Freshness at it's Best


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So my challenge today is creating an indoor herb garden. I love the thought of growing my own fresh herbs for cooking. We have all bought them fresh from the grocery store but imagine having them available anytime. Adding fresh chives to your morning omelet, or how about some fresh basil with tomato for some luncheon bruschetta, well I think you get the idea. Are we ready to dig in? Yes, pun intended.

​ ​​Tomato and Herb Bruschetta ​Tomato and Herb Bruschetta 2 tsp. chopped fresh oregano, or 1/2 tsp. dried. 1 Tbs. extra-virgin olive oil. 1 Tbs. balsamic vinegar. 1 tsp. fresh lemon juice. 6 slices crusty bread, grilled or toasted. 1/3 cup chopped fresh basil. 1 1/2 lbs. ripe plum tomatoes, seeded and chopped. 1 clove garlic, minced (1 tsp.)
Getting Started

Herbs are easy to grow with ample morning sunshine, keeping up on their water intake and misting, ensuring they are placed in containers that allow for drainage, and a little fertilizer or compost.  Like most plants, herbs do prefer to be planted outside so they can thrive, some plants getting as big as 3-4 feet. However, with the proper TLC and attention, they will do wonderfully in your home.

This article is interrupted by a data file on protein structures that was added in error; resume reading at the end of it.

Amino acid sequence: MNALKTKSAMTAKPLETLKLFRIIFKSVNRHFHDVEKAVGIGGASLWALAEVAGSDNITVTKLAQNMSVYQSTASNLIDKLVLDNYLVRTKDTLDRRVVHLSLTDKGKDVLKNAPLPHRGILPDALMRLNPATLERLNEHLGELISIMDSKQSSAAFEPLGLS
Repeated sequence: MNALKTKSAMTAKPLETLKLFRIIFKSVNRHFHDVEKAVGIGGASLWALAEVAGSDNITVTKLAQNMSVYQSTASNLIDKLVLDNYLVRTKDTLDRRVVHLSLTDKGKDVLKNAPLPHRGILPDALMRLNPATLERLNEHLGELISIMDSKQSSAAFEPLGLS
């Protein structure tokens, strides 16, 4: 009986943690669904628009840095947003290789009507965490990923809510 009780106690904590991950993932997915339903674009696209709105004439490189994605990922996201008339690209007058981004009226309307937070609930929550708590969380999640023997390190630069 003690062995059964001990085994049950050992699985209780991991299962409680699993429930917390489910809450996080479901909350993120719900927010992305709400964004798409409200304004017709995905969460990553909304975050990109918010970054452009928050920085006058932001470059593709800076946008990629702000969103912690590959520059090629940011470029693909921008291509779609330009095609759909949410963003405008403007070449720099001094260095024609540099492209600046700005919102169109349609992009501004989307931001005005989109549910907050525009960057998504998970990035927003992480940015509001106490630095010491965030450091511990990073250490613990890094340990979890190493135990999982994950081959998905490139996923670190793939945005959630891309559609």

Make sure you are buying healthy plants, giving you a nice starting point for your project. You can also start your herbs from seeds. My choice when starting from a seed is an empty, used egg carton. My local grocery store sells 30 large eggs in a clear, covered container. I like this the most because it creates a mini greenhouse effect. However, there are other great choices, shown below to start your seeds.

You will want to watch that your herbs are getting enough light. Signs to watch for would be leaves that are smaller than usual and leaves or stems that are yellowing or pale.

If you find that your home doesn’t provide adequate sunlight, you can place them under a grow light. This mimics direct sunlight and is a great solution to provide extra light.

Next, you need to decide which herbs you would enjoy cooking with, and what would fit your needs or your style of cooking?